U.S. offshore wind industry feels momentum building as steel hits the water

Source: Camille von Kaenel, E&E reporter • Posted: Monday, October 5, 2015

Backers of the U.S. offshore wind industry are hoping to build on recent momentum to crack the major financial and regulatory roadblocks that still remain before they can catch up with their thriving European counterparts.

The image of a steel foundation being lowered into the ocean off the coast of Rhode Island this summer has become a sign of hope for the industry. Due next year, the small offshore wind farm developed by Deepwater Wind will generate 30 megawatts — peanuts compared with the more than 10 gigawatts already installed in Europe (ClimateWire, Aug. 11). The Block Island Wind Farm will be the first in the United States.

“I think having something to show policymakers, turbines spinning, even foundations in the water, has really helped change the conversation,” said Jeff Grybowski, the CEO of Deepwater Wind. “With other states, when they see pictures of an actual vessel putting it in the water in the U.S., the light goes off — we can do this, it is possible.”

He received a hero’s welcome at trade group American Wind Energy Association’s (AWEA) offshore wind conference in Baltimore held earlier this week.

Several other offshore wind projects have faced major legal setbacks (Greenwire, Jan. 26). But there have also been signs of the industry moving forward.

The federal government recently launched new collaborative efforts at the agency, state and international level (ClimateWire, Sept. 29). The Bureau of Ocean Energy Management continues to auction off new leases.

Thirteen projects, including one by Blackstone Group-funded newcomer OffshoreMW, now have control over sites at least, according to a report by the National Renewable Energy Laboratory for the Department of Energy released earlier this week. Companies have announced plans for around 3 GW of commercial operations by 2020, which is in line with DOE’s Wind Vision targets.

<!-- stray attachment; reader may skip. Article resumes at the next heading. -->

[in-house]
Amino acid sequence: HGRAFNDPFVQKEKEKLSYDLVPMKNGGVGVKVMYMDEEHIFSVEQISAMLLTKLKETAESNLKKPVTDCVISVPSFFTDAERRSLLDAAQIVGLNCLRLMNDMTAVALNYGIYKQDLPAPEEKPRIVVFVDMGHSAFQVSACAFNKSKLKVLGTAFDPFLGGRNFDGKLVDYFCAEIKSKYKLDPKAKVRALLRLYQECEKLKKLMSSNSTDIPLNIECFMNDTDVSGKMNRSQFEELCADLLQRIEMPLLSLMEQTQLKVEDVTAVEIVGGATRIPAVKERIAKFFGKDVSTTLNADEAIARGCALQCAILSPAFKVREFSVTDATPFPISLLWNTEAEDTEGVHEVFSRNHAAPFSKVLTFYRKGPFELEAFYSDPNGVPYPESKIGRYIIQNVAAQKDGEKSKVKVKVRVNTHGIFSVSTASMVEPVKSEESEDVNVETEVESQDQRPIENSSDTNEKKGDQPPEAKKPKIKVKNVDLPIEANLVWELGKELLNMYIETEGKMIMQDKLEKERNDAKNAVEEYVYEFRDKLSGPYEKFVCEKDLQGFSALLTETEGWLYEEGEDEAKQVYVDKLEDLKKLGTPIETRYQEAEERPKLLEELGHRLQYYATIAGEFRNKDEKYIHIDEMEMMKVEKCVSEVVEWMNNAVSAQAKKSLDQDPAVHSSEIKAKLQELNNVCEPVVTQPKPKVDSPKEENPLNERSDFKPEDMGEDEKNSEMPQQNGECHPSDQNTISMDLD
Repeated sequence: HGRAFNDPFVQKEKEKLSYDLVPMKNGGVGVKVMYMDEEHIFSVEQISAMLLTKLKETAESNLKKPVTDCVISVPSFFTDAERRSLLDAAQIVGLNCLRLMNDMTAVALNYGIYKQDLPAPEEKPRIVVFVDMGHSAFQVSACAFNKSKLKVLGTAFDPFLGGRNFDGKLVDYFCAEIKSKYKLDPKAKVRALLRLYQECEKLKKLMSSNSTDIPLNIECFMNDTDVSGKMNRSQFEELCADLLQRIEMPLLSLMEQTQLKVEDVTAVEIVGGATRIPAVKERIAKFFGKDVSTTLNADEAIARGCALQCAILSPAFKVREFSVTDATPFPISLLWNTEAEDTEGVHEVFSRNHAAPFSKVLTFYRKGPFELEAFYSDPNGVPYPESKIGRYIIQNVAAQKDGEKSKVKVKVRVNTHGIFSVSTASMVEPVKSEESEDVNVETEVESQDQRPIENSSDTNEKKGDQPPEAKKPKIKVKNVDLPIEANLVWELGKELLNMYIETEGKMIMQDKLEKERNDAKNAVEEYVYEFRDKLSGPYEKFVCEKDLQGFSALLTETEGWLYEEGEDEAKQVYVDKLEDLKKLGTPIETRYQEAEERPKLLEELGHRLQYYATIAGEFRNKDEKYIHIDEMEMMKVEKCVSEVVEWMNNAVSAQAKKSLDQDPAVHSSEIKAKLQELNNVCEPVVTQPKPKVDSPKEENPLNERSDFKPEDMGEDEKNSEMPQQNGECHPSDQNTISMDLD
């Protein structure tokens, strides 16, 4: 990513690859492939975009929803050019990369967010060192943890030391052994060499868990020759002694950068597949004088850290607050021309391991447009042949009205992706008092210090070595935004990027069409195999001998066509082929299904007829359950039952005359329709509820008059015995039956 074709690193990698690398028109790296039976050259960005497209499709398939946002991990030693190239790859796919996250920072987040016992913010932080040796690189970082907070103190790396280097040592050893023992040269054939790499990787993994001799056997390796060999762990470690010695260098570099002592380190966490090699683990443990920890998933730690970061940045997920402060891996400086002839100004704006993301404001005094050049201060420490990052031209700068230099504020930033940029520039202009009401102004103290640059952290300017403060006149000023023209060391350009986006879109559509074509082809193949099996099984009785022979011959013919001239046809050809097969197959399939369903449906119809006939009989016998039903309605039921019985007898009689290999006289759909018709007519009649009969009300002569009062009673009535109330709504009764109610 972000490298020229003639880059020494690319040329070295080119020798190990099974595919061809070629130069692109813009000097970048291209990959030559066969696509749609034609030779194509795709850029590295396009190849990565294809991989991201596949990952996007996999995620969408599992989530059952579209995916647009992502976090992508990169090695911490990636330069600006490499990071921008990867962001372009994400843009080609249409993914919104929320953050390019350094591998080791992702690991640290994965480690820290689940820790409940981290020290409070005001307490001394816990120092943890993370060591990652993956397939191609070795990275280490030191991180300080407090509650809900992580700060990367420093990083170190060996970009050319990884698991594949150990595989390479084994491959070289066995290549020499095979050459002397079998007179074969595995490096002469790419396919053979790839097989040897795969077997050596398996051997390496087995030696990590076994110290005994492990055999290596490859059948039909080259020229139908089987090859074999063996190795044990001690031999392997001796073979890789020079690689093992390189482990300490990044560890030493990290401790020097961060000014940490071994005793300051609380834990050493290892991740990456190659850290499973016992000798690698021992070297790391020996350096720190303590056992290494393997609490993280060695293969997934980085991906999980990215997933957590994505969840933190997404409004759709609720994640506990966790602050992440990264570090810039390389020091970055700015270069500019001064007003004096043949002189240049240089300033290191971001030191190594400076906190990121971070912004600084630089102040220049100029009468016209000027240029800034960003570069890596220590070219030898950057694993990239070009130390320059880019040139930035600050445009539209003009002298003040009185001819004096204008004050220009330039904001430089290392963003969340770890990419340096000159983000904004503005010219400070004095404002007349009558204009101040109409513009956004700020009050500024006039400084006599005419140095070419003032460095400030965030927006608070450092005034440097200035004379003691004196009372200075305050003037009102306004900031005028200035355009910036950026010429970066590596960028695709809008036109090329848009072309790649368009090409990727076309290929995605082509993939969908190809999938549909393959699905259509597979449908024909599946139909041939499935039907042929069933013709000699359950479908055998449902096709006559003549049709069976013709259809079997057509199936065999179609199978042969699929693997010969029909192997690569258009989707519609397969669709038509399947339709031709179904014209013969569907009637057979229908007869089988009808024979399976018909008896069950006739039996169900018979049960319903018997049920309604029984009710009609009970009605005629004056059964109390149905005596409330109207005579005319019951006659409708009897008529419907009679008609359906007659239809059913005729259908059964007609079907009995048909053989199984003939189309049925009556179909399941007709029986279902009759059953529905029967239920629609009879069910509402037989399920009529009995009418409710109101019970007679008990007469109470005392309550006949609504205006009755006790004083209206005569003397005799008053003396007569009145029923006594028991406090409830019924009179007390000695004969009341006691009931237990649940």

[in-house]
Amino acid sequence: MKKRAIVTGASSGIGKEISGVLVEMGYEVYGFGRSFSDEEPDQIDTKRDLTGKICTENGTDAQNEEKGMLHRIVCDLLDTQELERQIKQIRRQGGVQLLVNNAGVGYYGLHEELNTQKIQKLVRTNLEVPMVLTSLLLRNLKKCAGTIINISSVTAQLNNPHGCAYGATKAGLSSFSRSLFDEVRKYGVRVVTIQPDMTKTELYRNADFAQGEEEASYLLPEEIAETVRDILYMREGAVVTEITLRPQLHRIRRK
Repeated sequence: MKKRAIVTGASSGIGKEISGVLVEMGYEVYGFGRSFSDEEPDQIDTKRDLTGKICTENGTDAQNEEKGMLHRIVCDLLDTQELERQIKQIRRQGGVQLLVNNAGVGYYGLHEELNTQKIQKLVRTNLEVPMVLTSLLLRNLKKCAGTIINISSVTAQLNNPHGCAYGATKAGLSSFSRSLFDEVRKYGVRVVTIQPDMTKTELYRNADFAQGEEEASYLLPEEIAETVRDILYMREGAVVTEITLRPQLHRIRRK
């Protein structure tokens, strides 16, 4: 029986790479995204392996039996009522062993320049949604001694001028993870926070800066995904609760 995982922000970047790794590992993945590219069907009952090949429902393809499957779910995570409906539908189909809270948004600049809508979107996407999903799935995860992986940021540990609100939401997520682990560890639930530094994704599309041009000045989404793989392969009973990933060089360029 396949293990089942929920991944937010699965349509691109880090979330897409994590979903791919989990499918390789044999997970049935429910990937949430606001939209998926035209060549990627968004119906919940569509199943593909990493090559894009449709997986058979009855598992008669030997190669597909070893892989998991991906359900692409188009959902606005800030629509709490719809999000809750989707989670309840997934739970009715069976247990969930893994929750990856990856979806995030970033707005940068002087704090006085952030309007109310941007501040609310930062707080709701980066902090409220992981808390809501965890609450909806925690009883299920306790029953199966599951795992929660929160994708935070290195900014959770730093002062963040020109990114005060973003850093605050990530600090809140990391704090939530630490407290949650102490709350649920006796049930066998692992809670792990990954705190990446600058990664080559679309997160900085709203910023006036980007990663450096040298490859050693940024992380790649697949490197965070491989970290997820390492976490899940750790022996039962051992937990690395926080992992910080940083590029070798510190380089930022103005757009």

Jose Zayas, director of wind and water power technologies at DOE, called it an “incredibly interesting year.”

‘Wild West of development’

Europeans are intrigued. Many were scouting the infant U.S. industry at the conference this week to see whether to take a resurgence seriously.

One company is. DONG Energy Wind Power, a major energy player based in Denmark, took over a lease off the coast of Massachusetts this spring and is planning a 1 GW project.

“We had been sitting there waiting for the market to take off, and then realizing that we as the global leader in offshore wind, we have to come over and start actively participating,” said Thomas Brostrøm, who manages North American operations for the firm. “I’m not leaving this country until I have a project in the water.”

The momentum, though, is fragile. Most U.S. companies are startups, and they face major financial and regulatory hurdles largely smoothed over by now in Europe.

“It’s the Wild West of development,” said Paul Rich, who manages a Maryland project for U.S. Wind Inc. “There are opportunities we are willing to take a chance on, but it takes a bit of bravery, a bit of risk tolerance, and you need help from congressional and state legislators.”